Perpetual hydraulic wheel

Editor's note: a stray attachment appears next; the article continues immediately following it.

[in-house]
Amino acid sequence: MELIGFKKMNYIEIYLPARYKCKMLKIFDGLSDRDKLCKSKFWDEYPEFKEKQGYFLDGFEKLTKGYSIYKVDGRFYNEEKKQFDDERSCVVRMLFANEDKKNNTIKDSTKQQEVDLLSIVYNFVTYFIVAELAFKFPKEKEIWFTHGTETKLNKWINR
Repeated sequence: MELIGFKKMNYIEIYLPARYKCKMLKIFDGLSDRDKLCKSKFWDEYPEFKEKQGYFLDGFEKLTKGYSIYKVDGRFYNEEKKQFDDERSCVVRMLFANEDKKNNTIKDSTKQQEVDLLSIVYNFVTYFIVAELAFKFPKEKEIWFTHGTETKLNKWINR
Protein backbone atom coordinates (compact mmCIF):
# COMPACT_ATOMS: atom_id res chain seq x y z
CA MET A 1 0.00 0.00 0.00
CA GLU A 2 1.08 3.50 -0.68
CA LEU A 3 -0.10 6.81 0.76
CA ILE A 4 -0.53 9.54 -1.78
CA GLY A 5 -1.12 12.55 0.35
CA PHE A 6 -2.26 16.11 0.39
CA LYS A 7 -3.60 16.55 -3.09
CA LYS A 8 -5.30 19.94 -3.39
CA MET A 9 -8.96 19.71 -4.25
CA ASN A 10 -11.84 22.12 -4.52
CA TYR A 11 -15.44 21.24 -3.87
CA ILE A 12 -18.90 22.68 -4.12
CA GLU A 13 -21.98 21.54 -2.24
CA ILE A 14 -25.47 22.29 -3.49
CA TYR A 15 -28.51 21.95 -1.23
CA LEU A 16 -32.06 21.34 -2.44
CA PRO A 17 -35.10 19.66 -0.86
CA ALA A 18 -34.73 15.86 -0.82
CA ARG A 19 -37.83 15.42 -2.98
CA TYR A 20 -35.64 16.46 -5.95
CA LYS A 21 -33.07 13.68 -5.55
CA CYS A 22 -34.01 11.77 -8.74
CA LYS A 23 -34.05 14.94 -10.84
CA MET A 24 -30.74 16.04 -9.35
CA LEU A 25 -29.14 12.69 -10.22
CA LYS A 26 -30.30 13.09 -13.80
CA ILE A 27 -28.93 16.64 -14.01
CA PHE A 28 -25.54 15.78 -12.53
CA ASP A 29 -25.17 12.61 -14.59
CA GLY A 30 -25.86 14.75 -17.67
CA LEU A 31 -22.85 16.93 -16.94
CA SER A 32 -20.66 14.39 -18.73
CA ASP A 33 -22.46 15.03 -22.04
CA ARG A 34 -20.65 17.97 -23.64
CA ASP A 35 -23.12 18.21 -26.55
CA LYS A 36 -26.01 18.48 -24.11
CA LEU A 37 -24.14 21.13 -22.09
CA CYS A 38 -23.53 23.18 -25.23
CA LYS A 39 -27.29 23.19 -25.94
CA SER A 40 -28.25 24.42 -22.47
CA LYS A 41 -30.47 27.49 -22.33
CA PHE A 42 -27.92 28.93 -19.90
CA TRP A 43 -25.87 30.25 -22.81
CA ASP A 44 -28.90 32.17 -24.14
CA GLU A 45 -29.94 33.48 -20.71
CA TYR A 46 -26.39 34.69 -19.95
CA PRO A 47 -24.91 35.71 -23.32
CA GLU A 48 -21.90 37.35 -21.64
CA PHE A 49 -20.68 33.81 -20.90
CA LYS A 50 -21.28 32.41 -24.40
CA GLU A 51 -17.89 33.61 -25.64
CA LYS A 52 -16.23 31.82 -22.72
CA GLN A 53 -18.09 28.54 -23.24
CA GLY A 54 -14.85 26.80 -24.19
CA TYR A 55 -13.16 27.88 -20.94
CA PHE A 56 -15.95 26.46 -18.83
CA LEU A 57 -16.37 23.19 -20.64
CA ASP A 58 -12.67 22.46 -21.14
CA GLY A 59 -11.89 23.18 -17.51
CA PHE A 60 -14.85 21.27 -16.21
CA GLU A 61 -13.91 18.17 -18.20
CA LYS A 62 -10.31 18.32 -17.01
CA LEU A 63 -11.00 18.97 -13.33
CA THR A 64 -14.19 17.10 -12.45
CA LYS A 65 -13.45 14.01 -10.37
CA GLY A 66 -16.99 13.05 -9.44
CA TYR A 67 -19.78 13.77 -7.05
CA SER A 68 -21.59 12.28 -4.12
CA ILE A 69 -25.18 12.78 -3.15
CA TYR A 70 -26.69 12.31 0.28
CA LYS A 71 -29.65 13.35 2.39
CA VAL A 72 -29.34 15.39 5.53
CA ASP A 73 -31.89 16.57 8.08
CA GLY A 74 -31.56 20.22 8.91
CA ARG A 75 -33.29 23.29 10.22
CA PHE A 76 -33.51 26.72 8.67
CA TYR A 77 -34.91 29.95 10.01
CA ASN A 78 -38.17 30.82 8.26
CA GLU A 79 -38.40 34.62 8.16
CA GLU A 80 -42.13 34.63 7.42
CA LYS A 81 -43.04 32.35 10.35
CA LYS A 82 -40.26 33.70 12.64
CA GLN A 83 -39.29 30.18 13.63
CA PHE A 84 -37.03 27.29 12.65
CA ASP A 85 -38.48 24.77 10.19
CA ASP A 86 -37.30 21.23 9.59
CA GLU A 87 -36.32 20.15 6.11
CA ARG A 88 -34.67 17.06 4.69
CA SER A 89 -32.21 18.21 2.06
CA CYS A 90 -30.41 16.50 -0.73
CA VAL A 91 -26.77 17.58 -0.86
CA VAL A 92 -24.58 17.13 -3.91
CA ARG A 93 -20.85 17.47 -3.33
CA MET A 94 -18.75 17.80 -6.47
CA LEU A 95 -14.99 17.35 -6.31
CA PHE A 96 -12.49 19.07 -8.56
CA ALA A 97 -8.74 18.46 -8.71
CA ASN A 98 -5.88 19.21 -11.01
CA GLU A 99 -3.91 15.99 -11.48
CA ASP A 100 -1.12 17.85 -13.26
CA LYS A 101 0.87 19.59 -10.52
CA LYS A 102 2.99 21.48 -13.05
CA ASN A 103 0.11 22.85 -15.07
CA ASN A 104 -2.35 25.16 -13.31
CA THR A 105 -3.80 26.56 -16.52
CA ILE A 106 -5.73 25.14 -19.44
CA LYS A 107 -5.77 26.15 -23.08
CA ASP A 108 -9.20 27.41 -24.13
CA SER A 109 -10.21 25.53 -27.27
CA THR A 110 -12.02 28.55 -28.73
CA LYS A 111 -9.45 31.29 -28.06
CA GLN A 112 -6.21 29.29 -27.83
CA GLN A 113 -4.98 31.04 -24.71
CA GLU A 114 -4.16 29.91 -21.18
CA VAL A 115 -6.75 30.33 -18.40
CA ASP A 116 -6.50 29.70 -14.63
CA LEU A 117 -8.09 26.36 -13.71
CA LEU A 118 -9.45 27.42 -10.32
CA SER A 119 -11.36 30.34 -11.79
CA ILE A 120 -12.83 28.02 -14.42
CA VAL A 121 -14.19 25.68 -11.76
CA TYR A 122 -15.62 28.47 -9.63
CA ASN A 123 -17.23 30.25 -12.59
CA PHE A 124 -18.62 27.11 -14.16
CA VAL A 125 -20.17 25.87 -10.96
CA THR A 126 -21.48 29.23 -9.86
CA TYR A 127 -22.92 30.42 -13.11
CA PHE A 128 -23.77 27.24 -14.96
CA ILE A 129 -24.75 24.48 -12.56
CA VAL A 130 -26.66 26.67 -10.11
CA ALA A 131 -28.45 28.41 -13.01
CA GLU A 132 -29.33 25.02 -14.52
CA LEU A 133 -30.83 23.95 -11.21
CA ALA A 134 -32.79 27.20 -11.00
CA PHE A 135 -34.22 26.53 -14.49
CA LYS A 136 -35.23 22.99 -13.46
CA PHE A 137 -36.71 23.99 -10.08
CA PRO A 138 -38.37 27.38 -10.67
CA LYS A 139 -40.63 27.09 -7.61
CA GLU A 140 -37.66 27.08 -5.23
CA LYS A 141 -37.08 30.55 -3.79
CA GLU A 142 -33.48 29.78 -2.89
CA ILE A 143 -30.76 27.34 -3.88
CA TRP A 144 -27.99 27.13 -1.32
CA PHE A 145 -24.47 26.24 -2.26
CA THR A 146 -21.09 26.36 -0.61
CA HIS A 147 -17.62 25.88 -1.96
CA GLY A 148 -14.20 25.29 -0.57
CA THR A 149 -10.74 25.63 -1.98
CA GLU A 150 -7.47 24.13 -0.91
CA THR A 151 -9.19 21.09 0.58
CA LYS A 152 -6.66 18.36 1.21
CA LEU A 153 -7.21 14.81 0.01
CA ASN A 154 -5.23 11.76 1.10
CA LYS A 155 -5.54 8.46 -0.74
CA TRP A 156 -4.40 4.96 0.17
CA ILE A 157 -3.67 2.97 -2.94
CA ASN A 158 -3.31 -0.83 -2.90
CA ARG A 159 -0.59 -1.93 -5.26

On a page entirely dedicated to the study of the flight of birds, Leonardo draws a box in which he illustrates an overbalanced wheel, without comment and description other than the observation “sophistic, that is what see” (according to Marinoni, the last word reads “seems”). It is a wheel with radial sectors that represent paths in which spheres are free to slide. The external rim can be opened in every sector with a spoon-shaped flap that allows the sphere, after the impact, to have an extra run that increases the lever arm, thus favouring rotation. The wheel turns with its lower end immersed in water, so as to exploit the greater density of the liquid and the hydrostatic thrust to close the flaps of the wheel and reposition the spheres in the internal paths. There is no reference to how the doors can remain closed once they have being lifted out of the water, when gravity would still tend to open them and cause the spheres to fall out, or to the wheel’s ability to lift water. It is probably an adaptation of a model devised by another engineer, drawn here so that he can bear it in mind. Moreover, the division of the radius into sixteen parts denotes the attempt to identify a proportional relationship between the number of paths, which are sixteen, and the length of the radii. Finally, it should be noted that this system with gravity tipping spoons had already been investigated in the manuscripts by the Sienese engineers, in particular Francesco di Giorgio, who used the mobile spoon as the blade of a water wheel.